Application ideas for encorekbd.c

A one-key keyboard may not seem very useful.  But what you have here is a "keyboard wedge", a device which can be attached to a system, capable of imitating keystrokes or key combinations that a user could  enter.  Such a device is often used by barcode scanners.  Following are some additional ideas for this type of device.

Some (or maybe all) of these have already been done by others but they would be great DIY projects.

Slide show button:

A small box containing the MCU and a pushbutton could be used for a situation where you are using a computer for a presentation, and you want to advance to the next slide without trying to find the right key in the dark, or wiggling a mouse pointer on the screen.  Just program this device with the proper keycode and you can comfortably sit back in your chair, or stand up while speaking, working the computer like an ordinary slide projector

For a variation on this theme, the device could be set up to send a keypress code periodically, like every 10 seconds, to create an auto slideshow effect.   This mode could be toggled on and off by pressing the pushbutton.  Some presentation software can do this, but some can't.  Remember, this will work for the Mac, and Linux too.

Joystick That Emulates Keypresses

If you have one of those arcade emulators that runs on a PC, and want to really simulate the original arcade experience, get your hands on one of those authentic heavy duty joysticks with bare microswitches.  A repair shop that services arcade games, or some searching on the net should get you one.  You might want some heavy duty pushbuttons for "fire" buttons..  Connect the four switches to the MCU, along with required buttons, and then rework the firmware a little to spit out keycodes that are correct for each joystick position.   The microswitches may need a different debounce time.

There is a company called ArcadePC that takes this concept, and packages a PC in a real arcade style case, and sells these for around six thousand dollars.  You could assemble one for probably under $300 and a some woodworking and painting skills, using an older PC and monitor.

This would also work well for any games that don't have joystick support. Any platform, provided there is USB support: Windows, Linux, or MacOS (I could dust off my old copy of Spectre for the Mac).

Dummy keyboard for Embedded Applications

Old motherboards make cheap but powerful embedded CPUs.  If you want to use a generic computer motherboard for an embedded application, there may be problems when the BIOS doesn't detect a keyboard connected.  Use this
device to emulate a keyboard.  It doesn't have to actually do anything except enumerate.  If your motherboard only supports PS/2 devices, you can configure an enCoRe device to communicate with it.  I don't know exactly how this is done, but there is probably an appnote on the Cypress website.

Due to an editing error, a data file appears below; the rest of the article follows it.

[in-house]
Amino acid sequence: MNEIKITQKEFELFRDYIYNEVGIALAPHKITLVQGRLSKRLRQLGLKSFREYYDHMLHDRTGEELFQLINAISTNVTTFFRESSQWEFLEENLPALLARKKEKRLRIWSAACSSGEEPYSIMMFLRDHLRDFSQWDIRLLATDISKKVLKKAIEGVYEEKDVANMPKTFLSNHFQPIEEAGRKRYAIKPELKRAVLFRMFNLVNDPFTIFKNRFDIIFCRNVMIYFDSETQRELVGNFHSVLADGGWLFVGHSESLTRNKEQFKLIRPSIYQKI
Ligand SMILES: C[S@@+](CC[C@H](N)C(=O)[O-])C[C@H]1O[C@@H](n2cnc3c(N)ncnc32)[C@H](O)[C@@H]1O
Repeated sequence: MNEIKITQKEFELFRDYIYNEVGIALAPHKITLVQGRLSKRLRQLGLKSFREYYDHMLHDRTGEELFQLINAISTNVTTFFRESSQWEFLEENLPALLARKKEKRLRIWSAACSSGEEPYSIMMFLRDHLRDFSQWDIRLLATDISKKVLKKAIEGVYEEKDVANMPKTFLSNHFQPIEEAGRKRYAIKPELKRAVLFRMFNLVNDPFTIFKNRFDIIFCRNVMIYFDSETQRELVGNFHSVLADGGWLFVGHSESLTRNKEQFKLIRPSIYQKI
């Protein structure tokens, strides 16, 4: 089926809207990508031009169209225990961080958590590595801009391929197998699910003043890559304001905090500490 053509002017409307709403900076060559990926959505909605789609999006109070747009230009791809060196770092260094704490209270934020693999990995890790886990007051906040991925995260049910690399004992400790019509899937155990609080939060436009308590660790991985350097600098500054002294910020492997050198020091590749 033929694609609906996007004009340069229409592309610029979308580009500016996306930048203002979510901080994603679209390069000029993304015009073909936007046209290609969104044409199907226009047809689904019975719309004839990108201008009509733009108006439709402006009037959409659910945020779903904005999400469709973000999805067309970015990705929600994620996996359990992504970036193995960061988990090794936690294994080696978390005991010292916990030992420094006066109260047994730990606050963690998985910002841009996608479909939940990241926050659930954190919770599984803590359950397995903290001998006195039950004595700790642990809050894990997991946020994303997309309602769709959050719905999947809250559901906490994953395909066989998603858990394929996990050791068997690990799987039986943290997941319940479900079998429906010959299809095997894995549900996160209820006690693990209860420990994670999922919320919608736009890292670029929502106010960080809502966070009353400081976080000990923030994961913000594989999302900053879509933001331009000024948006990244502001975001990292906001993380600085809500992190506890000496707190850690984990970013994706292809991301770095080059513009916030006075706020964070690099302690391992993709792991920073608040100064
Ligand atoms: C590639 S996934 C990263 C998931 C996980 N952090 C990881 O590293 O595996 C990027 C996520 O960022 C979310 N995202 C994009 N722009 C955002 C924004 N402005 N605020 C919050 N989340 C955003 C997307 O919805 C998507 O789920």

Watchdog timer for PC

The firmware could be modified so that the device could be used as a watchdog reset device for a PC running a dedicated task.    The PC would have to periodically send some data to the "watchdog" device to keep it alive.  If the device doesn't recieve this signal within a set period of time, it would send the appropriate keycodes to reboot the machine (i.e. for Windows 2000, this would be Ctl-Alt-Del followed by "s" for shutdown, followed by Enter). 

You must find a way for your application to signal the watchdog device, which provides evidence that the PC has not locked up.  There is apparently a way to for user space applications to communicate with keyboard devices under Windows, see Jan Axleson's HID FAQ for specifics.  Alternatively, I believe there is a way in most OSes  for a program to turn the three LEDs on or off on a keyboard, and this might be an easier way to send the keep alive signal.  Search the net for examples.

Remote Control to Computer Interface

Say you are using a PC as an entertainment center.  You might use it to watch DVDs from across the room.  You don't have a remote control for your PC.  Modify the encorekbd firmware so that it reads the output of an infrared receiver module, decodes the pulses (you can use a digital scope to figure them out).  Then translate these codes to keypresses to control your DVD application, or whatever.  If a a sequence of keypresses is required, that can easily  be accomplished as well.

Probably has been done already by someone.


You have a device that "looks" like a keyboard.  Most computer applications respond to keypresses. The device  is cheap and easy to build, and (with the right tools) easy to modify.  What type of device can you think of that could make use of these capabilities?